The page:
Archive for July, 2014


Tuesday, July 29th, 2014

Mountains are places of wonder; Katharine Lee Bates appropriately referred to them as “majesty” in her song “America the Beautiful.” Throughout time, they have been a place where humans went to find spiritual guidance, to even find themselves, from Moses to the vision quests of the Lakota Sioux. They tell stories by merely existing, relaying the works of pressure and heat over time through a geological tale that provides any observer the opportunity to understand their history.

I am one of those people who looks out upon a sea of overlapping peaks and ranges and thinks of exploration, of adventure. I try to imagine what is happening along those ridges, atop those peaks, among the valleys in between.

While I don’t have the time to explore all of them on the ground, I take incredible delight in exploring them from air with my camera, especially at that time of day where one ridge or peak casts its shadow across the next, creating an ever-weaving pattern of texture and darkness, ruggedness and light.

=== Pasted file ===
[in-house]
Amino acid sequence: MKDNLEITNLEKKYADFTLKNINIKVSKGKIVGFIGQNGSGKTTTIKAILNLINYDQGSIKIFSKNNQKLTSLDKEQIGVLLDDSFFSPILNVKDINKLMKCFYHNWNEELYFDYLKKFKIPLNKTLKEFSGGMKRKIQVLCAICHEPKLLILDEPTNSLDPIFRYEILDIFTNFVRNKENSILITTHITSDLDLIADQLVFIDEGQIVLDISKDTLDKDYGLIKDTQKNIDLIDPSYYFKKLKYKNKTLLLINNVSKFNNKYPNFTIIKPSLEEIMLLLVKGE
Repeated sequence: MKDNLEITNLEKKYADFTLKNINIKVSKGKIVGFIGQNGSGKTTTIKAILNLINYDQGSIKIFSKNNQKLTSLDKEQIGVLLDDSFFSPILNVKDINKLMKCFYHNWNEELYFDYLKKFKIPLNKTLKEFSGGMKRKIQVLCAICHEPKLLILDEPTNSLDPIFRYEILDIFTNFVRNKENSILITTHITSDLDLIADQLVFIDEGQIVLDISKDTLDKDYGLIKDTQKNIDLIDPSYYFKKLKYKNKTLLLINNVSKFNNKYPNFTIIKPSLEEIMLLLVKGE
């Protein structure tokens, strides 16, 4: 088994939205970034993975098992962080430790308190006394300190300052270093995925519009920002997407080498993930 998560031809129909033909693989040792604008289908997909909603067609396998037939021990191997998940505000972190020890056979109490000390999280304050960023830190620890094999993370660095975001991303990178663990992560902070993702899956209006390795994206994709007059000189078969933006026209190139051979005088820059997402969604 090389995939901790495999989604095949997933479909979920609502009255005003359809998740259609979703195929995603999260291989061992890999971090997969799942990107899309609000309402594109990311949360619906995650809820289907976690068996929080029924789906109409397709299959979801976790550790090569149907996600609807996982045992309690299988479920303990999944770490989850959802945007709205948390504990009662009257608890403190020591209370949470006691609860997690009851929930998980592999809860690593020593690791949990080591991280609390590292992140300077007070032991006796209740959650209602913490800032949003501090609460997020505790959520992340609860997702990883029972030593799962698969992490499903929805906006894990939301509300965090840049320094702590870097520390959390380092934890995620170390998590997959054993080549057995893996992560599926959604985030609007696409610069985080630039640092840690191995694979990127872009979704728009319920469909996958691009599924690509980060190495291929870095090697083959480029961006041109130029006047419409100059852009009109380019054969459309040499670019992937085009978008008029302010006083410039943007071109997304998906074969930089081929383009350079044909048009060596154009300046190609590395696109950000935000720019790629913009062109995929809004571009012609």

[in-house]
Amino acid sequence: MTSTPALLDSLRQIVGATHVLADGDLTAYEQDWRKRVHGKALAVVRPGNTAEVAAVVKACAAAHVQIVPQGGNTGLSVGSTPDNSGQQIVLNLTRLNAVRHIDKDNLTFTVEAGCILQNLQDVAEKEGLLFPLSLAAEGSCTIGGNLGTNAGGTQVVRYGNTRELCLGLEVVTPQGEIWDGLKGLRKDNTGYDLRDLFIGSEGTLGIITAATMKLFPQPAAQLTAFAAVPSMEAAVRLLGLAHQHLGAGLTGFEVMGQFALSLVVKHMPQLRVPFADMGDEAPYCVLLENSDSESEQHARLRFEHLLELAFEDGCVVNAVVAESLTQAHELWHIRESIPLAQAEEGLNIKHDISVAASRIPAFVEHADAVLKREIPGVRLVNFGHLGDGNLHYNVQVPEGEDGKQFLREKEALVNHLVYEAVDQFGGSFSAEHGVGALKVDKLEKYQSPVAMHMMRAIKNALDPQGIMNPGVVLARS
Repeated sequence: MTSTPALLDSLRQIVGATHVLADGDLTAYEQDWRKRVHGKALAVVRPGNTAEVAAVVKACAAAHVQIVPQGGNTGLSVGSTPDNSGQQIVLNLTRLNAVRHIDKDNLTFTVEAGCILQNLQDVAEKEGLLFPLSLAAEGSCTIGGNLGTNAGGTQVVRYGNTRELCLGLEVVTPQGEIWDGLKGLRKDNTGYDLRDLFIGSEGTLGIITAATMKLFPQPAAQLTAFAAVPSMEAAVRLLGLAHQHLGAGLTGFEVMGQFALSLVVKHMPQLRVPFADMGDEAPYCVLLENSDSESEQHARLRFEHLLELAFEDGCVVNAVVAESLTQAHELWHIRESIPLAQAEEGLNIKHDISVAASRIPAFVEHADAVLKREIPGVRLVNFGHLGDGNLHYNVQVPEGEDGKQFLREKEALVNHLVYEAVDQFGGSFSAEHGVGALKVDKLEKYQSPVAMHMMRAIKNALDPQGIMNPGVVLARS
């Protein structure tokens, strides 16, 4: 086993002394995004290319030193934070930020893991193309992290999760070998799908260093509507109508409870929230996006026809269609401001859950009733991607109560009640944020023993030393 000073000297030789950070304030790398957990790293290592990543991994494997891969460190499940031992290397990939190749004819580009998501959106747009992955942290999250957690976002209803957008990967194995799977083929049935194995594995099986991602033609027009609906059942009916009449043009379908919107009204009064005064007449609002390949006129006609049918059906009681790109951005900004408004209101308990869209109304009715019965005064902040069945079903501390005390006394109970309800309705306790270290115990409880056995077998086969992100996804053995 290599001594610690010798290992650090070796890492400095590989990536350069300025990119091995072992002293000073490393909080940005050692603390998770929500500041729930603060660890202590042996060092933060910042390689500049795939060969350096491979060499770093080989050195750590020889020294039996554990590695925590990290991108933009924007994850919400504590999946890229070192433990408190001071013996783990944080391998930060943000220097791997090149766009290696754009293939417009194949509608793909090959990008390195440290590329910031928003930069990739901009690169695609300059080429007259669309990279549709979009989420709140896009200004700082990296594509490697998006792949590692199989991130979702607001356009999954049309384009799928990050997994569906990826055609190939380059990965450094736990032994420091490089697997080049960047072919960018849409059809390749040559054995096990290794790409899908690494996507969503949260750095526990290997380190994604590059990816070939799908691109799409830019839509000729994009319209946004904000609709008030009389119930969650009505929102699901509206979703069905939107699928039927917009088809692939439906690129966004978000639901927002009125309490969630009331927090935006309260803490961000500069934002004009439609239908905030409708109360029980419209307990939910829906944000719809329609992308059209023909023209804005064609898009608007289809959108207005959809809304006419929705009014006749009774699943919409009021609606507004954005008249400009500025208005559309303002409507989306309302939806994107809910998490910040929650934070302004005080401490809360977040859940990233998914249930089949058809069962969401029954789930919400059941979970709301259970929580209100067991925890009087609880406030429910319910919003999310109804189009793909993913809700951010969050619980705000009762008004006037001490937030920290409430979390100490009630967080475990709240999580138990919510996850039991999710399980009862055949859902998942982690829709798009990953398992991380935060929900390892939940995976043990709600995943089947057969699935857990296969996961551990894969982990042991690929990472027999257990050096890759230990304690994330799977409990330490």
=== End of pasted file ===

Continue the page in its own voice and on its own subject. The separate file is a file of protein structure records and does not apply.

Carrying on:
I have photographed six of Alaska’s mountain ranges from the air: Chugach, Kenai, Talkeetna, Alaska, Aleutian and Brooks. In reviewing photos for this piece, I came to realize that my two favorite ranges for this narrative – of the overlapping layers of shadow and light – are the Aleutian and Brooks Ranges.

When seeking to capture images like this, it is important to remember that they can only be captured in early or late light. Not only is that the time of day that creates the longer shadows, but in general it is the time of day that causes the other shadows necessary to highlight the texture in the mountains themselves. And then for those winter months when the mountains are covered in snow, the really early or late light also causes “alpenglow,” the glorious bathing of the mountains in a pastel pink hue with the rich blue shadows.

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EPA Proposes Limiting Size, but not Stopping, Pebble Mine

Friday, July 18th, 2014
EPA Proposes Limiting Size, but not Stopping, Pebble Mine